After 12 years in the spotlight, it seems Rob Mills (I dare not say Millsy) has finally found his happy place. Popping his cabaret cherry with this biographical walk through his rollercoaster career, Mills strikes an entertaining balance between pathos and raunchy comedy.

Bouncing on stage with a tongue-in-cheek take on a smooth cabaret star, Mills slowly deconstructs his look and his life to reveal more than just a little personal vulnerability. Taking us from his early school performances through to getting into a local pub band and auditioning for Australian Idol, the first section of this performance started off well, if a little stiffly, before crashing into a brick wall when pre-recorded vocal tracks designed for him to interact with were nowhere to be heard.

Thanks to some quick thinking from Musical Director and leader of the four-piece band, Andrew Worboys, the first missed queue was quickly recovered. But when home VHS footage from Mills’ first singing performance at a school concert played without audio, direction from the desk saw the star have to jump off stage to try to get the Mac running his a/v to play sound, while the band filled in with muzak and the audience were left to talk amongst themselves.

But as is often the case, from the jaws of disaster defeat can be snatched, and the requirement for Mills to ‘break from script’ for a period somehow managed to help him shake off the overly rehearsed nature of his first couple of numbers to rediscover the warm, natural star he really is, hitting his stride with grace and style. Moreover, it wasn’t the only disruption. Woeful lighting operation and constantly distracting chatter from so called ‘reality TV mates’ in the audience added an extra degree of difficulty for the cabaret newbie that he dealt with like a seasoned pro and somehow thrived upon.

Not living in Australia at the time of Mills’ Idol debut, I don’t have first-hand knowledge of his cheeky chappie behaviour and famous foibles with Paris Hilton, although somehow this collected knowledge of Mills had passed through the media into my consciousness. As he tells it, this stickiness of reputation has been both a boost to his career and a consternation to his life over the years, making excellent fodder for storytelling – and in this production, Mills finally tells all.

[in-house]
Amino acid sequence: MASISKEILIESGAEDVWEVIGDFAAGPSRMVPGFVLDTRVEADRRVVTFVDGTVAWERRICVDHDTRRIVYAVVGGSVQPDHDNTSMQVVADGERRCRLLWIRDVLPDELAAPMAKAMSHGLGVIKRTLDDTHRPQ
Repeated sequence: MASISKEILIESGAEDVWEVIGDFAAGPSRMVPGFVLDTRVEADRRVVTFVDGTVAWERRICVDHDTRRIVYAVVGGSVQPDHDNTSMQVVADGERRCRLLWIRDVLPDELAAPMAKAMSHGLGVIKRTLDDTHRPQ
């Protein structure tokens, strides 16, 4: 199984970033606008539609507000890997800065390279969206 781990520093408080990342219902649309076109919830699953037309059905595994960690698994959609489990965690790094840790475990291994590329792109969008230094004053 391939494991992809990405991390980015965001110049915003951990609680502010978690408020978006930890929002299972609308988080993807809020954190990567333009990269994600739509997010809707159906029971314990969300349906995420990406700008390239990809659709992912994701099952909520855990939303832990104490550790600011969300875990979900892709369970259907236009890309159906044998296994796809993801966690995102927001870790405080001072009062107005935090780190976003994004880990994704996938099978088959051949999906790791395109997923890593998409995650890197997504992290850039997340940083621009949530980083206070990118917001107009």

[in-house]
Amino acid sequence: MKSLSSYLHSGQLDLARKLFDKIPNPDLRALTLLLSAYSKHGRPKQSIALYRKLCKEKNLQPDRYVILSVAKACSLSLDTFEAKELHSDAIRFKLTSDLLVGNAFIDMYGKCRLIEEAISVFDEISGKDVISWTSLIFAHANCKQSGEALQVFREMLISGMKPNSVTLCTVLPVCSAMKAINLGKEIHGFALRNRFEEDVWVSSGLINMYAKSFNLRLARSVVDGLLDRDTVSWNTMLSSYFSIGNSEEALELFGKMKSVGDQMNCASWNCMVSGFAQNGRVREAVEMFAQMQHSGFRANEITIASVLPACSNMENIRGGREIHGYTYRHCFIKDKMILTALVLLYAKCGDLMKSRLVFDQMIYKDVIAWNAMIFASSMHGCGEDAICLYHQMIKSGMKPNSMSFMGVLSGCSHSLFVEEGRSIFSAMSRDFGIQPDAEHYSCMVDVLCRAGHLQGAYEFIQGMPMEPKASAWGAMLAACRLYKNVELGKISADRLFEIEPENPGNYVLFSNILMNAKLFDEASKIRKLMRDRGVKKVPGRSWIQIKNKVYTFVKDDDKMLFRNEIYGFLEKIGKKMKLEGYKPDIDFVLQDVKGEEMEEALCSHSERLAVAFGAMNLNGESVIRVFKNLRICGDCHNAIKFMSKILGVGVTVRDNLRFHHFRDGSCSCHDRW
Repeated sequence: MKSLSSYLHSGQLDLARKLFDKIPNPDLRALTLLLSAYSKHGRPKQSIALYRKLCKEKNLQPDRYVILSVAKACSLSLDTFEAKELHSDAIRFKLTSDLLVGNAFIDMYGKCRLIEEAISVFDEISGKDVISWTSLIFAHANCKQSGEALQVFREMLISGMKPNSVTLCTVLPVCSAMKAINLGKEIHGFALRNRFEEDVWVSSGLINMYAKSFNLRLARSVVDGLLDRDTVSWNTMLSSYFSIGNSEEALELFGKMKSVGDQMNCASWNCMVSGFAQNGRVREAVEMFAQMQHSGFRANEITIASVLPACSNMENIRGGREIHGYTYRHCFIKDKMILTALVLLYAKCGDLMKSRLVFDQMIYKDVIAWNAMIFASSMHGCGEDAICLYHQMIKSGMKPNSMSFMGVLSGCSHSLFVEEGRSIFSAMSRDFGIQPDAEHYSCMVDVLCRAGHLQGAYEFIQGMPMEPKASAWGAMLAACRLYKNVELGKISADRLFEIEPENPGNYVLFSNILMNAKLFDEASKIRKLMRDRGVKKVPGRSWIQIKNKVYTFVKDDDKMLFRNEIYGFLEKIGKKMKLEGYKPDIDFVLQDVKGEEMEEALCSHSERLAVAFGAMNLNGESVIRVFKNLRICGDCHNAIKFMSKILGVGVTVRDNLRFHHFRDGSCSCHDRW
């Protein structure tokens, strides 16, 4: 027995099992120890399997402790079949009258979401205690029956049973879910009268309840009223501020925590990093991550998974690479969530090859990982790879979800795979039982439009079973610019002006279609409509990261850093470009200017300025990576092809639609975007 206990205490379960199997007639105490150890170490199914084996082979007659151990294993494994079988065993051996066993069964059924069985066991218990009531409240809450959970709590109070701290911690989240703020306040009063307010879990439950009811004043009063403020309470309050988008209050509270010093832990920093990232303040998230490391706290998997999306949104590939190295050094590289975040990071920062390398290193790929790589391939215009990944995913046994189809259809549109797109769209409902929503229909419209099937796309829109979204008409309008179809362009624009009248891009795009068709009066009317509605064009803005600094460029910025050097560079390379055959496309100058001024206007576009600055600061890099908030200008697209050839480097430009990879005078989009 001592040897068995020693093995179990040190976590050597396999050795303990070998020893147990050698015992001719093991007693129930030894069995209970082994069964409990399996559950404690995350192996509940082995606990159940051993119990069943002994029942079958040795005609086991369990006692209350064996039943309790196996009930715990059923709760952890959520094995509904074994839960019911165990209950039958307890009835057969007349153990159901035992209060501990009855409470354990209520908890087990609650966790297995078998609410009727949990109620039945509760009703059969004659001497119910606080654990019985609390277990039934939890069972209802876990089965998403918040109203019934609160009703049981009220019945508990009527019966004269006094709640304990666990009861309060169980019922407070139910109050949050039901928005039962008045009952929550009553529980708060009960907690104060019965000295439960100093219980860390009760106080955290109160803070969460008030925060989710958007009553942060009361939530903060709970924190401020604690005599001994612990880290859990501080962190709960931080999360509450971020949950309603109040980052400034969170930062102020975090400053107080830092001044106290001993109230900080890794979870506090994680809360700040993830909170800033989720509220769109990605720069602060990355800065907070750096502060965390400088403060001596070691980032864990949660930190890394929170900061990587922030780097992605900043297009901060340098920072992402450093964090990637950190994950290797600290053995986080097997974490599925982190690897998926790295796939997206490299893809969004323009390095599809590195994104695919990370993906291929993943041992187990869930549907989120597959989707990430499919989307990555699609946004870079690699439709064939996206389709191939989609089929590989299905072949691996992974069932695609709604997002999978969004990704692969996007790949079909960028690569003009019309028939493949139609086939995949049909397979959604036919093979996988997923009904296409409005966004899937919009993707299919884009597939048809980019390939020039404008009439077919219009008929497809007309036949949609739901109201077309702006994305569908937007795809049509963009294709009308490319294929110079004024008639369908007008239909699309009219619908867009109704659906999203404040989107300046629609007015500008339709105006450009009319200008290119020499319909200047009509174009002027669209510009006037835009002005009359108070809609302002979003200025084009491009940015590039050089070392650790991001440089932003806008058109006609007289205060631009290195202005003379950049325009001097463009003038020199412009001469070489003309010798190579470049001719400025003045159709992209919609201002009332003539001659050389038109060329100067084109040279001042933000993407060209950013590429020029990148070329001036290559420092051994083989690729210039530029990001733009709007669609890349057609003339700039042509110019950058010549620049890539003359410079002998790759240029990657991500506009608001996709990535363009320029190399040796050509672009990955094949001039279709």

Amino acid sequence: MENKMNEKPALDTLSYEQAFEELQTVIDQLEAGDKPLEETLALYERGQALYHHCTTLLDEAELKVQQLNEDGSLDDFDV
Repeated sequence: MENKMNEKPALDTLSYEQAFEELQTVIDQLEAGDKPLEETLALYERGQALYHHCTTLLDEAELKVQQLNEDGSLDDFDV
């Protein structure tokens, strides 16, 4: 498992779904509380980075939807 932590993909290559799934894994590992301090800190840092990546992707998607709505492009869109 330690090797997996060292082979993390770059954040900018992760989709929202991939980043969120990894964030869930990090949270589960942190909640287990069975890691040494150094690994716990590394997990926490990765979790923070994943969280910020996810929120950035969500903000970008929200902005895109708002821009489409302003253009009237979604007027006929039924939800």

If you ever wanted to hear the truth (at least as Mills tells it) about his tryst with Hilton, then this show will put that curiosity to bed, just as he may or may not have done to the tempestuous starlet. This anecdote is capped by a very funny joke and hilarious interpretation of Taylor Swift’s ‘Trouble’, saved again by Worboys stepping in for missing audio.

Along the way, Mills also covers Gavin DeGraw’s ‘I Don’t Want To Be’, Gotye’s ‘I Feel Better’ and shows his excellence in mimicry of the Backstreet Boys and both Shannon Noll and Guy Sebastian. A rocky reimagining of Avenue Q’s ‘Purpose’ blends nicely with Mills’ rock-pop vocal style and ‘Dancing Through Life’, one of his character Fiyero’s songs from Wicked also adds colour to the anecdotes. This is where the only discomfort comes in Mills’ performance – his unnecessary tendency to take on an American accent when doing show tunes. Finding the difference between cabaret and musical theatre will add confidence to his performance.

Mills feels he has now finally located his performing niche and certainly, he has all the vocal chops and star quality required. All he needs to find now is faith in his own voice, less dependence on his script and a tech team he can rely on. Assuming that last point is ironed out, fans of Mills, and that should really be everyone, will find this to be a highly entertaining production.

Rob Mills Is Surprisingly Good is now playing at The Alex Theatre in St Kilda – Friday 26th and Saturday 27th June.

For tickets: http://premier.ticketek.com.au/shows/Show.aspx?sh=ROBMILLS15

 

Rob Mills is Surprisingly Good

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